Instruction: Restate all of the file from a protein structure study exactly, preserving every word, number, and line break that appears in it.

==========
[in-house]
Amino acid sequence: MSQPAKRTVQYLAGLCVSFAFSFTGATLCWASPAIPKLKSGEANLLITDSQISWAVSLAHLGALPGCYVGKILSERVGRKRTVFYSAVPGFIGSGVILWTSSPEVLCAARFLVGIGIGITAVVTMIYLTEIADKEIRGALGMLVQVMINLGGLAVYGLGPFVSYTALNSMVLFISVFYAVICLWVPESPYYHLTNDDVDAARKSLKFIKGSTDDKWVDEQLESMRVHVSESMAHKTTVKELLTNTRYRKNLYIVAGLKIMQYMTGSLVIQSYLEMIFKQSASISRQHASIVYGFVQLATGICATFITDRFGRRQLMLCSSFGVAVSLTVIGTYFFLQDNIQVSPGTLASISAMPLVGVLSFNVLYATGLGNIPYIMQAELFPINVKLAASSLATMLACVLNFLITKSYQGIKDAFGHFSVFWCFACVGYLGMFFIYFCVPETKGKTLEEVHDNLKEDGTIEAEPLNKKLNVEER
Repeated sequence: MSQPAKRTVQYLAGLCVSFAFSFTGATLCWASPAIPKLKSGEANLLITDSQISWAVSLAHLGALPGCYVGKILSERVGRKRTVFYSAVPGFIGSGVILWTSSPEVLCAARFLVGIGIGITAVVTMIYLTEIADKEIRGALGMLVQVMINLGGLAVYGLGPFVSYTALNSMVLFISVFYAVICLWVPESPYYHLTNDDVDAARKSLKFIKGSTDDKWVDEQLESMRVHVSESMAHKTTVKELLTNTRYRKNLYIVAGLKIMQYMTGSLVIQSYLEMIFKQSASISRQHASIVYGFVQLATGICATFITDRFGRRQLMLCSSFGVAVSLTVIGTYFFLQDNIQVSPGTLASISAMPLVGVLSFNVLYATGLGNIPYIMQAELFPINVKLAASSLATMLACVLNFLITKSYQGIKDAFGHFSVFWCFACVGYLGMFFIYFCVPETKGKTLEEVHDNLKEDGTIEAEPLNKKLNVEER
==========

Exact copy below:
[in-house]
Amino acid sequence: MSQPAKRTVQYLAGLCVSFAFSFTGATLCWASPAIPKLKSGEANLLITDSQISWAVSLAHLGALPGCYVGKILSERVGRKRTVFYSAVPGFIGSGVILWTSSPEVLCAARFLVGIGIGITAVVTMIYLTEIADKEIRGALGMLVQVMINLGGLAVYGLGPFVSYTALNSMVLFISVFYAVICLWVPESPYYHLTNDDVDAARKSLKFIKGSTDDKWVDEQLESMRVHVSESMAHKTTVKELLTNTRYRKNLYIVAGLKIMQYMTGSLVIQSYLEMIFKQSASISRQHASIVYGFVQLATGICATFITDRFGRRQLMLCSSFGVAVSLTVIGTYFFLQDNIQVSPGTLASISAMPLVGVLSFNVLYATGLGNIPYIMQAELFPINVKLAASSLATMLACVLNFLITKSYQGIKDAFGHFSVFWCFACVGYLGMFFIYFCVPETKGKTLEEVHDNLKEDGTIEAEPLNKKLNVEER
Repeated sequence: MSQPAKRTVQYLAGLCVSFAFSFTGATLCWASPAIPKLKSGEANLLITDSQISWAVSLAHLGALPGCYVGKILSERVGRKRTVFYSAVPGFIGSGVILWTSSPEVLCAARFLVGIGIGITAVVTMIYLTEIADKEIRGALGMLVQVMINLGGLAVYGLGPFVSYTALNSMVLFISVFYAVICLWVPESPYYHLTNDDVDAARKSLKFIKGSTDDKWVDEQLESMRVHVSESMAHKTTVKELLTNTRYRKNLYIVAGLKIMQYMTGSLVIQSYLEMIFKQSASISRQHASIVYGFVQLATGICATFITDRFGRRQLMLCSSFGVAVSLTVIGTYFFLQDNIQVSPGTLASISAMPLVGVLSFNVLYATGLGNIPYIMQAELFPINVKLAASSLATMLACVLNFLITKSYQGIKDAFGHFSVFWCFACVGYLGMFFIYFCVPETKGKTLEEVHDNLKEDGTIEAEPLNKKLNVEER